Great people but very touristy

sunny 32 °C

We leave leave Playa del Carmen Friday, May 15th and head towards Belize then Guatemala.
It's been a lot of fun here as we found a very nice room with loft and kitchen across the street from the playa (beach). It has a beautiful courtyard with a cold tub as opposed to a hot tub and out here you need it.
We met a gaggle of really nice Can. and Amer. ex-pats and snow birds. Bob from Minesota has been a helpful and kind and we hope to run into him again. This gang of people had a lot of good reason why we should stay longer or at least return. But as the tourists start returning after the illusive flu threat (What flu? I have seen no flu!) I am aware of how incredibly busy and touristy this place is and how much we lucked out being here during it's quietest moments. It's sweltering hot and I dread the idea of being away from water so I am not sure what our route will be. I think we will fly out of Guatemala city to Panama city sometime around the 4 or 5 of June. The kids love the water, have grown gills, and are constantly armed with their snorkeling equipment. Thanks to my Dad for buying their equipment. Great idea!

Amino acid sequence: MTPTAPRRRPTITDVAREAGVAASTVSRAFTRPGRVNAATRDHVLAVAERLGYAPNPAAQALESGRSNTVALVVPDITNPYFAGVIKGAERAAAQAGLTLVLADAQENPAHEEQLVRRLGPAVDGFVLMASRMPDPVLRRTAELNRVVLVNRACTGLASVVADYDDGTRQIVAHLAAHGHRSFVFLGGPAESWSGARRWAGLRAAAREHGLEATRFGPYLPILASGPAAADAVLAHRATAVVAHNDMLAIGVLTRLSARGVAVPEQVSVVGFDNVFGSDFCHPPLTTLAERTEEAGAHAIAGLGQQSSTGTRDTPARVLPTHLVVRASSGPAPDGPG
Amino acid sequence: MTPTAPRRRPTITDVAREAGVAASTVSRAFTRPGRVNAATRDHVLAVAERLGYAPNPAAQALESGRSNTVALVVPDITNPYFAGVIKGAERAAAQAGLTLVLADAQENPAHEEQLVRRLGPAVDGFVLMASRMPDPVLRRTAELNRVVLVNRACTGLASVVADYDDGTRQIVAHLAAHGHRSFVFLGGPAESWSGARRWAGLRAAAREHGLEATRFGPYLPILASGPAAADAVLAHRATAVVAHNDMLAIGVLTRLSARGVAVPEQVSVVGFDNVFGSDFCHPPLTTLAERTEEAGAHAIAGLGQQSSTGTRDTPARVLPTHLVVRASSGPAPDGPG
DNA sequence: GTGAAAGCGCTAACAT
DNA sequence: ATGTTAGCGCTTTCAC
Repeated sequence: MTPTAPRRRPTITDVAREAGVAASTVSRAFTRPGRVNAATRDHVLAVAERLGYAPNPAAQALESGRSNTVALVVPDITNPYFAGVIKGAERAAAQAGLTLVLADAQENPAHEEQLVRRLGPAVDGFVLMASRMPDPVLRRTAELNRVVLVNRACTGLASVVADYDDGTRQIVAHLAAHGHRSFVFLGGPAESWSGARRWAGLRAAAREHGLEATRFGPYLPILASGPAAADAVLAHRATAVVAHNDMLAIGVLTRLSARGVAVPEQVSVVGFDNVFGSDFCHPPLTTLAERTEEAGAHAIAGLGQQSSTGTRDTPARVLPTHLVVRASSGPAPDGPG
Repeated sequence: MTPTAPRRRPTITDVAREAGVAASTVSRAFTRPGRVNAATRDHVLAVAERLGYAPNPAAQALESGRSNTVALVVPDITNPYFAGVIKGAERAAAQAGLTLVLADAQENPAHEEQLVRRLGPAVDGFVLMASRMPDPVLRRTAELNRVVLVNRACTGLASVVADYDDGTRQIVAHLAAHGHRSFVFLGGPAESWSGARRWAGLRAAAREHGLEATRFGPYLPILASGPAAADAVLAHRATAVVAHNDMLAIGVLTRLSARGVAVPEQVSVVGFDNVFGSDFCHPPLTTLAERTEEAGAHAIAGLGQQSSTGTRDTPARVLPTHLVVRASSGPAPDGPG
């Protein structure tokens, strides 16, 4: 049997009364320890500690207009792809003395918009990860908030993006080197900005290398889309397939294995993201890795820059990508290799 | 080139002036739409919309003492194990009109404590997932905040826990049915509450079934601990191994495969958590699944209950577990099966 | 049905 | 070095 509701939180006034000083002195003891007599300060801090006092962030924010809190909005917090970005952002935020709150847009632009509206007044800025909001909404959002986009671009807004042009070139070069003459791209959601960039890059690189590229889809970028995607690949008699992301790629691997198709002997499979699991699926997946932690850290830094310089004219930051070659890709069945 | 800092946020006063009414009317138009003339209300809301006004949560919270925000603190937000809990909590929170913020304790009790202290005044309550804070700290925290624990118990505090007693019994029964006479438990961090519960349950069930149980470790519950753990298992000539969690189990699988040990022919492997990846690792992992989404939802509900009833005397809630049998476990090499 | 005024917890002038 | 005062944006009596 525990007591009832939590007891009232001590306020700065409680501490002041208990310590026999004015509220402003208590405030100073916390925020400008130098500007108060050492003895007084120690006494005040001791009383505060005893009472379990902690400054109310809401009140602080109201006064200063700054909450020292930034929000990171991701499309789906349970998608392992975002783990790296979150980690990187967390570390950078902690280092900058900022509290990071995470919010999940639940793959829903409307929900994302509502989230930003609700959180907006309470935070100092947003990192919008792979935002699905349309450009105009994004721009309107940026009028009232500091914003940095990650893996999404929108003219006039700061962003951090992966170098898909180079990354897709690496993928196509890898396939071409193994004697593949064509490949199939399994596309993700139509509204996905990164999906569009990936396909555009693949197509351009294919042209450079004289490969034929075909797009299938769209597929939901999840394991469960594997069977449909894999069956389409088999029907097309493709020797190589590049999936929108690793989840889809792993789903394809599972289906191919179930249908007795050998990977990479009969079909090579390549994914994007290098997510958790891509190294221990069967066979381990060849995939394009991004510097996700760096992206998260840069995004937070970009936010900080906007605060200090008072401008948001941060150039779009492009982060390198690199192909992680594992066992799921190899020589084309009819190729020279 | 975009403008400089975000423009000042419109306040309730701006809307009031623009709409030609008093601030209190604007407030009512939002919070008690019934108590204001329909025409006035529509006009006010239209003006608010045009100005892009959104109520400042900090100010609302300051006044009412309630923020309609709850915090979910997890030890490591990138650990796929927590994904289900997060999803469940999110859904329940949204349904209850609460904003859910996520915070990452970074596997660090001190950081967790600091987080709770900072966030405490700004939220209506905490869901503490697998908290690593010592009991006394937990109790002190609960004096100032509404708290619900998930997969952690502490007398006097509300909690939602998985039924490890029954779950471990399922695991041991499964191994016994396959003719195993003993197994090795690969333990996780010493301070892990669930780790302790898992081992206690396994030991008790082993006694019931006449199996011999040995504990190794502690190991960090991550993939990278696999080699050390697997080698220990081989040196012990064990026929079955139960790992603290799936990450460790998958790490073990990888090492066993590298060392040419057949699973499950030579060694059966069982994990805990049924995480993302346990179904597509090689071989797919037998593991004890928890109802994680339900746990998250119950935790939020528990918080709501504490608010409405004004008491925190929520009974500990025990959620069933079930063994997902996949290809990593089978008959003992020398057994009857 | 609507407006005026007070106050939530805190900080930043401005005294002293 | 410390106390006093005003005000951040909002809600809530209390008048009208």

Do

Shop around for a good rate there are countless little hotels here. You can catch a bus directly from the Cancun airport to the busy downtown tourist area. This place could make for a decent budget holiday if researched correctly.

Eat at smaller places three blocks north of the beaches, much cheaper.

Shop for pop, beer, and food and the Mega supermarket and Walmart.

Follow the live music on the beach and wait until happy hour to have a beer.

Don't

Don't pay for a bed or lawnchair on the beach.

Don't get sucked in to the beautiful Euro restaurants on the main drag.Playa_del_Carmen__17_.jpgPlaya_del_Carmen__15_.jpgPlaya_del_Carmen__8_.jpgPlaya_del_Carmen__3_.jpgPlaya_del_Carmen__9_.jpg

Posted by sostrander 04:46 Archived in Mexico Tagged family_travel Comments (2)